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Elbow Case Study 1: Olecranon Bursitis

Anatomy & Pathology

A Bursa is a small sac that contains fluid – fluid is similar to fluid in the oint –
synovial fluid. There are several Bursae in the body – one just over the olecranon –
bursa help make movements smooth between bones which stick out and the nearby
overlying skin.

The bursa is located quite superficially on the extensor side of the olecranonon – it is
easily irritated and inflamed. Bursitis may arise from trauma – from falls or direct
blows. It ay also arise from prolonged irritation – and it may be assosciated wth
systemic inflammatory conditions such as Rhematoid Arthritis and gout. Furthermore
infection ay develop in the bursa – this is known as septic bursitis. In bursitis – the
bursa becomes inflamed – it swells and extra fluid is made.

The location of the ulnar nerve is significant. It can become entrapped by spreading
inflammation around the olecranon.

Subjective Examination
Where\What : pain at olecranon and down posterior arm

When: 6 weeks ago

How: ask – has trauma been involved ?

0-10 rating: intermittent and increasing – nb most bursitis evidences no pain !

24 hour cycle: n/a

Better for: rest

Worse for: contact – ask what is it like putting on a shirt – this will give you an idea
of the severity of the patients symptoms

Type of pain: diffuse pain

Past Medical History/ General History: none – but ask do they suffered from gout
Or rheumatoid arthritis

Red Flags and general concerns: the pain the patient experiences is unusual – has
there been trauma is the wound going septic – is there nerve entrapment. Ask the
patient if they are experiencing fevers chills or sweats – these would be an indication
of infection

SH: still caring for young daughter

DH: non – ask about DMARDS and colchicine – (an anti-gout drug)

Patients main outcome: this could be something like returning to work

Objective Examination

Working Hypothesis:
We can approach the patient expecting to confirm Bursitis – the bigger questions are
has there been any trauma , has the bursitis become septic and is there any nerve

Advice & Consent: Explain the examination – counsel about short term
side effects – and obtain consent.

General Observations: Watch the way the patient carrys their elbow –
watch the way they take off any clothes.

Acute Observations:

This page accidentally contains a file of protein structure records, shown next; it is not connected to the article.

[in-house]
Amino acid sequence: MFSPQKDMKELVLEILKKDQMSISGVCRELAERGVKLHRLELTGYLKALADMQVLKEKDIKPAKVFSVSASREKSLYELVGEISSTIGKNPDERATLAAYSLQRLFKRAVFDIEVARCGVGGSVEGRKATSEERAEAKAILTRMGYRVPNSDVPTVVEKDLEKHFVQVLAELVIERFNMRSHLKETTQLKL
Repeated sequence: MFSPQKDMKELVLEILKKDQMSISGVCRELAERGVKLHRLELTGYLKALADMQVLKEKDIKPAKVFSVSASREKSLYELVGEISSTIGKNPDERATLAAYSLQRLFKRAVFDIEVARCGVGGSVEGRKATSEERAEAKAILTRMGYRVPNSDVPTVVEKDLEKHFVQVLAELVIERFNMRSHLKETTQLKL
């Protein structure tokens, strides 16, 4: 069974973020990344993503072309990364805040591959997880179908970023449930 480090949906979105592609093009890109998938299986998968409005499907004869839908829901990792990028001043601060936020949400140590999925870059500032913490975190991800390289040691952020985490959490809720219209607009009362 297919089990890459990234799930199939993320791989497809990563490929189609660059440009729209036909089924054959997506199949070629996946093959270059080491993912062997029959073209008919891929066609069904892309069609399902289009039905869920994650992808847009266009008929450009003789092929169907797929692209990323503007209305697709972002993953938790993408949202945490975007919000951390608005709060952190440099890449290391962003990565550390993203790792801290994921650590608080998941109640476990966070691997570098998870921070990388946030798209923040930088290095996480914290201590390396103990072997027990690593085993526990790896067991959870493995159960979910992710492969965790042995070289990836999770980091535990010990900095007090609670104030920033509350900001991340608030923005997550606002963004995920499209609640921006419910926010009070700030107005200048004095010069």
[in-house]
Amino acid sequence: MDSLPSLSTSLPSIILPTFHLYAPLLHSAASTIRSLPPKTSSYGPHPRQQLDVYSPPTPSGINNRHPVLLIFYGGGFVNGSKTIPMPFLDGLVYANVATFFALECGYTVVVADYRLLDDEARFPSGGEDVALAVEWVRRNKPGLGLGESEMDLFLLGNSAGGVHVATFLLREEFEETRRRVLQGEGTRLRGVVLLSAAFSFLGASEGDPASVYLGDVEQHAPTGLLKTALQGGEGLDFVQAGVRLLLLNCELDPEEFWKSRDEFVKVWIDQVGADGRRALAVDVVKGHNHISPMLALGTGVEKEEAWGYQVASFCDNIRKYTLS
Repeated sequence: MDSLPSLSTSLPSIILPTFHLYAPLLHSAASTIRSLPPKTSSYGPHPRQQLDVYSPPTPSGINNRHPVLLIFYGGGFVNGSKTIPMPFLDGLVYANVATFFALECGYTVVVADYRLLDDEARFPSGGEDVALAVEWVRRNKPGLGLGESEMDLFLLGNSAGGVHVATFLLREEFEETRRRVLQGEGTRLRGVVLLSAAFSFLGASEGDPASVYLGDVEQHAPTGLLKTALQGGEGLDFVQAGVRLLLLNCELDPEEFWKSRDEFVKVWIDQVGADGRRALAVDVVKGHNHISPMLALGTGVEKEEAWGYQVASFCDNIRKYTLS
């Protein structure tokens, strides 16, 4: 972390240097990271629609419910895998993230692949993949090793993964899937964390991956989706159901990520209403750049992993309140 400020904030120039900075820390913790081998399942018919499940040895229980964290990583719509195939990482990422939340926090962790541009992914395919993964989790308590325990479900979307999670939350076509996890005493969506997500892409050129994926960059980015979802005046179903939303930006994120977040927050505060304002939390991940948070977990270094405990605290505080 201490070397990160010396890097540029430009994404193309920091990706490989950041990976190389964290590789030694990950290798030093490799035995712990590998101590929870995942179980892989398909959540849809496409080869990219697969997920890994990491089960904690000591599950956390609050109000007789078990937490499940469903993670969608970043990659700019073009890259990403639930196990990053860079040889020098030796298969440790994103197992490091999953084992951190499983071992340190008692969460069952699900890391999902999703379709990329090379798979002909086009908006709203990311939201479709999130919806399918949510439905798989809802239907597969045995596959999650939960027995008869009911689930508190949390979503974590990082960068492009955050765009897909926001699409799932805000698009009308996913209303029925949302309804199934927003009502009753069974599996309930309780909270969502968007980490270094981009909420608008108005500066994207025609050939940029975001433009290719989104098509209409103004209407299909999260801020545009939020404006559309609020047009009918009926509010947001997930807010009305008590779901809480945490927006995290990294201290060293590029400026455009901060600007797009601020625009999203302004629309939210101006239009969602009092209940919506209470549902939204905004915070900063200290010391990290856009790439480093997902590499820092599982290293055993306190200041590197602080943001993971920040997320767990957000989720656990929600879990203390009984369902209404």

Skin colour – lacerations and bruising may be a sign of trauma – while redness and
heat may be a sign of infection.

Swelling – up to 6cm in diameter

Posture – depends on how they are carrying their affected elbow – are they protecting

Muscle Bulk – may be some decrease in bulk of elbow flexors – reduced elbow
flexion can be anticipated

Active Tests: Position the patient sitting up in supine – or sitting across the
corner of the bed.
Flexion - can be painful – streches bursa at end – is diffuse pain assosciated with
ulnar nerve ?


Passive Tests: Check joint integrity – if there has been trauma the end feel
might be different – residue of a fracture ?

Flexion – can painful – streches bursa


Resisted Tests: Any weakness may be due to inactivity

Flexion – painful ? – as above

Special Tests:
Varus and Valgus – test integrity of joint ( trauma )
Tinels sign – tap groove for ulnar nerve – tingling => neuropathy
Reverse Phalens test – hold hands in prayer position for 1 minute – tingling =>

Functional Tests:
Ask patient to put jumper on and off – watch to see how they might avoid and react to the
sensation of the bursa being touched by clothing.

Expect equisite tenderness if infected – less painful if simply chronic swelling
Percuss surrounding bones where appropriate seeking a fracture – displace bones if
painful reaction to percussion. This is a further fracture test.

Measure the size of the bursa. Compare this with other side. Measure pain at flexion.
Advice & Possible Treatment:
Mild symptoms – NSAIDs
Wear an elbow pad and avoid hyperflexion

But strong symptoms – septic ? check with aspiration and tests and treat with oral
antbiotics. If not septic try a compression bandage of 8cm foam and an elastic wrap ->
see inside a week – no response ? then steroids may be considered